Enhancing is pretty self-explanatory, and the game provides help text on this as well. Servants can be enhanced in 4 ways: level (which increases HP and ATK), skill (increases skill effectiveness and reduces cooldown), ascension (raises the Servant’s maximum level), and Noble Phantasm. As discussed above, raising levels requires experience cards. Skills are enhanced by using up skill gems, though higher levels will additionally require general reagents. The maximum skill level is 10. Ascension requires a max level Servant in addition to Pieces or Monuments and, for certain ascensions, reagents. All Servants can be ascended a maximum of 4 times; each ascension increases the maximum level by 10. A Servant’s Noble Phantasm is a special attack and/or support spell that can be used when the NP gauge is at or over 100%. NPs start at level 1 and can be upgraded to level 5, but only by consuming an extra copy of the same Servant. Since you cannot use extra copies of the same Servant in your party, this is basically a way to give some value to a “bad” roll in the gacha.

There are two more gameplay features I have not discussed yet: Craft Essences (CEs) and Mystic Codes. CEs are basically equipment, or weapons and armor, as might be seen in a typical RPG. Each Servant can have 1 CE equipped in a given party. CEs have levels, HP, and ATK, in addition to a special effect, all of which improves the Servant holding it. CEs can only be enhanced by consuming other CEs. Mystic Codes are the outfit that the Master, which is you, the player, wears, and determines what Master Skills you have in battle. Mystic Codes gain experience the same way the player does, by completing quests. Leveling up Mystic Codes, same as leveling up Servant skills, increases the effectiveness and lowers the cooldown of all 3 Master Skills. There is currently only 1 Mystic Code in the game, the default outfit, but more will be added with the chapter 4 release and with various events and product tie-ins.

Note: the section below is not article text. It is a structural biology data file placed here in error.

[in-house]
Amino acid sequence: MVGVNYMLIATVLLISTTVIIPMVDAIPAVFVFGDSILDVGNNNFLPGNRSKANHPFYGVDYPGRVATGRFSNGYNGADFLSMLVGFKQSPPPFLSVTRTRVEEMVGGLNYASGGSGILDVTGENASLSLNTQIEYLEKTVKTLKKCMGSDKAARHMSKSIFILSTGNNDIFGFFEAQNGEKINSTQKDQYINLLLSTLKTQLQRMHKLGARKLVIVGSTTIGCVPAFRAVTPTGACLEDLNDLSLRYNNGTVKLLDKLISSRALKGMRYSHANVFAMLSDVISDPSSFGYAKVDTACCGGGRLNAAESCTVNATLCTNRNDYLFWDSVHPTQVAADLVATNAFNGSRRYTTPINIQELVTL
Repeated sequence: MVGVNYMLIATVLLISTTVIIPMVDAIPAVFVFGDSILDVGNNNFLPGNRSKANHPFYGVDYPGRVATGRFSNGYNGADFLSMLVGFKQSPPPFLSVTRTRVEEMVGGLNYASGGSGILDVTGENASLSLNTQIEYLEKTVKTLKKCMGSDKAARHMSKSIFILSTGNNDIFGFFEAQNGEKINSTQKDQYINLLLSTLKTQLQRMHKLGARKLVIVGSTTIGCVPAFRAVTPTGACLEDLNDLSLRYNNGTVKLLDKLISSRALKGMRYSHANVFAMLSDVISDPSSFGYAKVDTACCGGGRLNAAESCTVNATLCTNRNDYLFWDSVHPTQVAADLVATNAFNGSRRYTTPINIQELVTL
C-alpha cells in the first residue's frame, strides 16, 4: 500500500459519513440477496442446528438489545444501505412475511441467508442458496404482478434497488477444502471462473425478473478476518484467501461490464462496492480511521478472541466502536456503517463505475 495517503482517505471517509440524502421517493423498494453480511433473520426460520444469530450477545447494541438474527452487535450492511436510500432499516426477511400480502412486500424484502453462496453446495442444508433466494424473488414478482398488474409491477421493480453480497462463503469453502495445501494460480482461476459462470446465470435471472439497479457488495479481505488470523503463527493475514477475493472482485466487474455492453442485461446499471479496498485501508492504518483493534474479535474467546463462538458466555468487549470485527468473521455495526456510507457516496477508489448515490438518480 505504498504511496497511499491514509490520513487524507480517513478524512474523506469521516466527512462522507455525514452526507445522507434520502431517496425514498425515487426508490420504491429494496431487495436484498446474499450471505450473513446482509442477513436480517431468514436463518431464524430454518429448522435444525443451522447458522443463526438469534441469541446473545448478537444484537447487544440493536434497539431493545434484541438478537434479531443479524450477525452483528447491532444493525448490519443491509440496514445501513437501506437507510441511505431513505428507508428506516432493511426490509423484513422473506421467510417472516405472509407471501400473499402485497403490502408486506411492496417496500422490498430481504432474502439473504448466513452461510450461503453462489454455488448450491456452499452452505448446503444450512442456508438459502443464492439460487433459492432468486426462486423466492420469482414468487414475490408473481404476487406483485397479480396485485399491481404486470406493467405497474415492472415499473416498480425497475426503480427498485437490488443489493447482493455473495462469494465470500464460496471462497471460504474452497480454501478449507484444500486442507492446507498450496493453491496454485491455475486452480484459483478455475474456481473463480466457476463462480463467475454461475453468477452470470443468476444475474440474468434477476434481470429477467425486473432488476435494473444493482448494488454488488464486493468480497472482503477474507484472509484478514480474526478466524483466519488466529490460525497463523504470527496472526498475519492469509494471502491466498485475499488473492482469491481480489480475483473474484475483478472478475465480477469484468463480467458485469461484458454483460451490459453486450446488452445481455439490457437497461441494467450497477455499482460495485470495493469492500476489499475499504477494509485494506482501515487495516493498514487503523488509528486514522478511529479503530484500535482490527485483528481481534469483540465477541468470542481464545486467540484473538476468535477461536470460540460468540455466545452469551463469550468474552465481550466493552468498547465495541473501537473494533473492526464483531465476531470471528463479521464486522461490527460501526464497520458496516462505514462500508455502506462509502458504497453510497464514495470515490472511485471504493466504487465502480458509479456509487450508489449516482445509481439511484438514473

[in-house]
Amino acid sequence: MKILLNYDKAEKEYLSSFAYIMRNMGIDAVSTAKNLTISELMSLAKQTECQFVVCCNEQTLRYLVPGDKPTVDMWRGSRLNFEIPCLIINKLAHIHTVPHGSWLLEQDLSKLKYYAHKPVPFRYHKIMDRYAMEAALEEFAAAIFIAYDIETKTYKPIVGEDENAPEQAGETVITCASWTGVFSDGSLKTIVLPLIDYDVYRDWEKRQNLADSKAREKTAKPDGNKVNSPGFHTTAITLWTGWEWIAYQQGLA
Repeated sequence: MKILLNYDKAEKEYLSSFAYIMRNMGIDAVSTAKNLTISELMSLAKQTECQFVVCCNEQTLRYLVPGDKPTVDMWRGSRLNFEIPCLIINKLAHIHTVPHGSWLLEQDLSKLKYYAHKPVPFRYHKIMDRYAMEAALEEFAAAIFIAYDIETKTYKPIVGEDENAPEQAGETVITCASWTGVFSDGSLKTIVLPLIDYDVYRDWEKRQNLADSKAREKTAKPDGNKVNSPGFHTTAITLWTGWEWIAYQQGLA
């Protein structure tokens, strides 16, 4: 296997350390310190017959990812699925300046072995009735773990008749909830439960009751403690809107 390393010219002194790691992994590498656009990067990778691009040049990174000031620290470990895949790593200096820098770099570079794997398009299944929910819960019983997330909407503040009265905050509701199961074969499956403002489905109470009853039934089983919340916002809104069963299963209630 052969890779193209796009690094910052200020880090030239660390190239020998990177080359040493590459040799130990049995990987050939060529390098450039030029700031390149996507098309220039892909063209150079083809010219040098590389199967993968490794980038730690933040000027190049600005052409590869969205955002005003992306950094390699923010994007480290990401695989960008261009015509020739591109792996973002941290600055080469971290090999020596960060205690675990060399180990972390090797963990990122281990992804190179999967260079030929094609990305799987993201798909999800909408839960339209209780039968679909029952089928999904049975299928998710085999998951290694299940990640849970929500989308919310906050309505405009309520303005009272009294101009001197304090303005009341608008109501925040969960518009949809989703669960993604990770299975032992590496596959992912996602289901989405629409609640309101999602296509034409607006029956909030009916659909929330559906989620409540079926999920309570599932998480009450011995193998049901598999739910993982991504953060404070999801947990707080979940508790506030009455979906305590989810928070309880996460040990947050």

myskaros's JP FGO show-off list

In closing…

Well, that about wraps up this introductory look into Fate/Grand Order. This should be a sufficiently detailed overview to set a complete beginner on the right track as far as making progress on your party to strengthen your overall ability to tackle quests. Honestly, the in-game tutorial is fine, so pay attention to it the first time. More specific information can be found on the unofficial English wiki and the English subreddit. I’ll probably blog about the events as they come out too, but for now this has been your complete beginner’s guide to Fate/Grand Order!


Leave a Reply

Fill in your details below or click an icon to log in:

WordPress.com Logo

You are commenting using your WordPress.com account. Log Out /  Change )

Google+ photo

You are commenting using your Google+ account. Log Out /  Change )

Twitter picture

You are commenting using your Twitter account. Log Out /  Change )

Facebook photo

You are commenting using your Facebook account. Log Out /  Change )


Connecting to %s